Privacy on the Internet is becoming more of a big deal, especially because many search engines are continuing to record your IP address so that your searches are more “personalized”. Search engines such as Google appear to be headed in this direction, saving your data so that they can “personalize” your search results, which they claim brings us better search results.
While you are searching the internet, many search engines also register the time of your searches, the terms you used, the sites you visited and your IP address. In many cases this IP address makes it possible to trace the computer, and in turn the household, that carried out the search.
Previously, the Ixquick search engine deleted the privacy details of its users within 48 hours. As of today – Data Protection Day 2009 – IP addresses are not recorded at all anymore. The technical need to store IP addresses for 48 hours – blocking automated use of Ixquick’s servers – has been overcome by recent technological developments.
Ixquick enhances your privacy by offering a secure connection using the https protocol which prevents eavesdropping on Ixquick users and expects to launch a so-called “proxy” service in the next few months that makes it possible to browse the Internet in full anonymity.
As you might recall, data from the AOL search engine was made public (on purpose through their research arm) in 2006. AOL actually released three months’ worth of aggregated search data from 650,000 of its users, publishing all the details in an online database.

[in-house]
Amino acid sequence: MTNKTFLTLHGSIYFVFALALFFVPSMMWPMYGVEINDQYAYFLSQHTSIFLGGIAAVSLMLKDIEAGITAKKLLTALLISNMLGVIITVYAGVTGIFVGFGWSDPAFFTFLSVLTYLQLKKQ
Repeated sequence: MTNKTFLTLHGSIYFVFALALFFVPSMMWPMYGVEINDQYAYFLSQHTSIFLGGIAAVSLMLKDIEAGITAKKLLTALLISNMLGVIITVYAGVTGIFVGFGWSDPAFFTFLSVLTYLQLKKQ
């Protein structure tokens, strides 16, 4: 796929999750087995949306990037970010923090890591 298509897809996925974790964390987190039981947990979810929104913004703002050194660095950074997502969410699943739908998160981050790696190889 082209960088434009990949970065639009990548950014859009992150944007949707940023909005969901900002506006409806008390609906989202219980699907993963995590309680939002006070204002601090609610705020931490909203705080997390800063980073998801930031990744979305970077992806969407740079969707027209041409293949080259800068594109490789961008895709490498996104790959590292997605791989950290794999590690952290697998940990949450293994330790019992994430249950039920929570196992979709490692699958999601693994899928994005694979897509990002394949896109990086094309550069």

According to a href=”http://en.wikipedia.org/wiki/AOL_search_data_scandal”>Wikipedia, “On August 4, 2006, AOL Research, headed by Dr. Abdur Chowdhury, released a compressed text file on one of its websites containing twenty million search keywords for over 650,000 users over a 3-month period, intended for research purposes. AOL pulled the file from public access by the 7th, but not before it had been mirrored and distributed on the Internet.
While none of the AOL records on the file are personally identifiable per se, certain keywords contain personally identifiable information by means of the user typing in their own name (ego-searching), as well as their address, social security number or by other means. Each user is identified on this list by a unique sequential key, which enables the compilation of a user’s search history. The New York Times was able to locate an individual from the released and anonymized search records by cross referencing them with phonebooks or other public records. Consequently, the ethical implications of using this data for research are under debate.
AOL acknowledged it was a mistake and removed the data, although the files can still be downloaded from mirror sites. Additionally, several searchable databases of the report also exist on the internet.”
This AOL database is still searchable from various sites. Just enter a search query and you will find out who searched for it. Then, click on the User ID and you will see what else they searched for. This data may be helpful for keyword research purposes (marketing purposes), but it’s not very private: the data is still available to the public over 2 years later.